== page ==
Dissertations and Theses @ UNI


Open Access Thesis


Hamstring muscle--Effect of heat on; Exercise--Physiological aspects; Academic theses;


Context: A comparison of single and dual heating on acute gains in hamstring extensibility. Objective: To determine if active warm-up in conjunction with warm water immersion will have a greater effect on hamstring extensibility than active warm-up on land. Design: Crossover Setting: Research laboratory. Participants: Eighteen physically active males (20.4± 1.8 yrs, ht= 196. 2± 7.1cm, mass= 90.5 ± 22.5kg) experiencing limited hamstring extensibility and no low back or leg injury within 6 months prior to collection, or heat related illnesses that required medical attention. IRB approval was given. Intervention: During three sessions participants were measured before and after one of the three IO-minute warm-up protocols according to a Balance Latin Square treatment order. One treatment considered of resting supine (Rest), while the others included a step-up exercise at an intensity between 60%-80%s of their Karvonen calculated heart rate, with only one of these being performed in a waist deep 40.5°C warm water immersion (On-Land & Water, respectively. Main Outcome Measure: Hamstring extensibility gain quantified by the difference between the highest of three Active Assisted Straight Leg Raise angles of inclination pre and post measures to the nearest .1 °. Repeated ANOVAs and Tukey-Kramer MC test were used. Alpha was set a priori at .05. Results: Each treatment caused different gains (F2,34= 4.46, P = .02). Specifically, the Rest gains (1.9 ± 2.6°) were 3.1 ° less than the Water (5.0 ± 4.4°), with the On-Land (2.7 ± 4.0°) gains not being significantly different from the others. (MSE=l0.98 Critical Value=3.47). Conclusion: Warming-up in a warm water immersion increases acute hamstring extensibility gains.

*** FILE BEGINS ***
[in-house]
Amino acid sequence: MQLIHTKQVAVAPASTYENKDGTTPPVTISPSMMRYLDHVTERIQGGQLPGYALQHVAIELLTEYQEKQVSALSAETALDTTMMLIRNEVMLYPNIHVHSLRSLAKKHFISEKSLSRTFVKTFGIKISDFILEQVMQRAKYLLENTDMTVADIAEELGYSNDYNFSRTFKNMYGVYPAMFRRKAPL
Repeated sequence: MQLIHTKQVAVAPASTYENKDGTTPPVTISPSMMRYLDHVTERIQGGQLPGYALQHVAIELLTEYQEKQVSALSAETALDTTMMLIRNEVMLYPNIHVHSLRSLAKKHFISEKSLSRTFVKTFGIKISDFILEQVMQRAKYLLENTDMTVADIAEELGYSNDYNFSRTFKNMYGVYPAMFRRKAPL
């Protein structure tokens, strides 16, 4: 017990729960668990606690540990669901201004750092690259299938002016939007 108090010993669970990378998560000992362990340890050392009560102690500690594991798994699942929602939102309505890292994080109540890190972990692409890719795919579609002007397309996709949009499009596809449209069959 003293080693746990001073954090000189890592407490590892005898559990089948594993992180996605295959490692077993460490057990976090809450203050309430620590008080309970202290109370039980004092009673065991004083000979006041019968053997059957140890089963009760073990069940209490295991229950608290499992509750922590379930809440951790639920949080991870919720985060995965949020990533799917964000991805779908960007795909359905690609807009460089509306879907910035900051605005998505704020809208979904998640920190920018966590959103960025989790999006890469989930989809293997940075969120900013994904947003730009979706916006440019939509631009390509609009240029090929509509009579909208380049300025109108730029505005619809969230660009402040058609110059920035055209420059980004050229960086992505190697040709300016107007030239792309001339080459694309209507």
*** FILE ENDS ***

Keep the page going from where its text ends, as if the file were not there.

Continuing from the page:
Year of Submission


Degree Name

Master of Science


School of Health, Physical Education, and Leisure Services

First Advisor

Jody B. Brucker

Second Advisor

Todd A. Evans

Third Advisor

Robin J. Lund


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Kinesiology Commons